Figure 1.

Three different Lgr5‐EGFP populations can be distinguished. (A) Isolated EGFP‐Lgr5+ crypts. (B) FACS isolation of three different Lgr5+ve populations. (C) Single sorted cells are all GFP‐positive. (D) FACS analysis of wild‐type intestinal cells. (E) Gene expression analysis comparing the three sorted GFP populations. Expression of stem cell markers is highest in the GFP‐Hi population.

The stem cells and their progeny were analysed for the expression of the catalytic component of Telomerase Tert by RT–PCR (Figure 2A). We find that the Lgr5+ve populations all contain Tert mRNA at levels significantly higher then whole crypt samples. No Tert expression was detected in villus cells.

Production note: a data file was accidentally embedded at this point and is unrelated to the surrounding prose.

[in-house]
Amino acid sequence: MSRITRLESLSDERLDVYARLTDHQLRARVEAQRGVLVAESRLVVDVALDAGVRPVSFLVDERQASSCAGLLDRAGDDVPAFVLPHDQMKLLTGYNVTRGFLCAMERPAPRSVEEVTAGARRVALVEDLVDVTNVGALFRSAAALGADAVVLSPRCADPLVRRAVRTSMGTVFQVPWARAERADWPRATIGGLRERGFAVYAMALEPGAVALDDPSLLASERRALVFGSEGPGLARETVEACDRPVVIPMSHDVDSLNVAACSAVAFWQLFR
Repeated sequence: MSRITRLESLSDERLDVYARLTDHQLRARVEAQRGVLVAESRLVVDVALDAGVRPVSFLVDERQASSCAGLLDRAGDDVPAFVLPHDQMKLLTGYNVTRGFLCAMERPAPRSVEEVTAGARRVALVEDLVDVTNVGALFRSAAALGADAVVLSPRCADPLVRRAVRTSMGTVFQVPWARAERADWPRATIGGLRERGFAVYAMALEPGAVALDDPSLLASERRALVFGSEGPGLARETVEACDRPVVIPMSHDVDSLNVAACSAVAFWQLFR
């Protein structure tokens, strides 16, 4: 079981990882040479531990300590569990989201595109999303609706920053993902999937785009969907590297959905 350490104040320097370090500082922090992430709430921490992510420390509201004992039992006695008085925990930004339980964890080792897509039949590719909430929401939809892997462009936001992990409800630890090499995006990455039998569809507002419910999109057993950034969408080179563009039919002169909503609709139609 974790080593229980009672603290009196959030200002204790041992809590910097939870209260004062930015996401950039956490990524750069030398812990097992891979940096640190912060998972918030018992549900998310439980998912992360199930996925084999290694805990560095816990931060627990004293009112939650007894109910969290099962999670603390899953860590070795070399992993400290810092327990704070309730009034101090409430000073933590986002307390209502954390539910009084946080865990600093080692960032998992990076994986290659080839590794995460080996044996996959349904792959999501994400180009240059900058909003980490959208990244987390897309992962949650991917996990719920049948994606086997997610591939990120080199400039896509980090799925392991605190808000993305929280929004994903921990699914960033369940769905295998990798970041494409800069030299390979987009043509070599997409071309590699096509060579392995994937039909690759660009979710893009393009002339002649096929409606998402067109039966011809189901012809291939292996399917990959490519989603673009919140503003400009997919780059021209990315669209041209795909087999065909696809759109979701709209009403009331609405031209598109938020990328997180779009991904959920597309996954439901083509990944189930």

Figure 2.

Telomerase activity in stem cells but not in villus cells. (A). mTert expression analysed by RT–PCR. Stem cells express higher levels of mTert than average crypt or villus cells. Normalized for Lgr5‐high stem cells, error bars represent s.e.m. (B) Telomerase activity of cell extracts measured by TRAPeze reaction, normalized for the telomerase‐positive control cell line provided with the kit. Extract from the colorectal cancer cell line, DLD1, gives high activity. Lgr5‐high cells have a higher telomerase activity than Lgr5‐low cells, whereas villus cells possess no telomerase activity. Error bars represent s.e.m.

To test for telomerase activity, cell extracts were analysed using a TRAPeze telomerase detection assay (Figure 2B). This shows that the activity of telomerase diminishes during differentiation. GFP‐Hi Lgr5+ve stem cells have the highest level of activity, whereas extracts from the GFP‐Lo population exerted telomerase activity at comparable levels to extracts from isolated crypts. Differentiated villus cells did not show telomerase activity anymore. The colorectal cancer cell line DLD1 was used as a positive control for telomerase activity (Hiyama et al, 2001).

Stem cell telomeres are shorter in old mice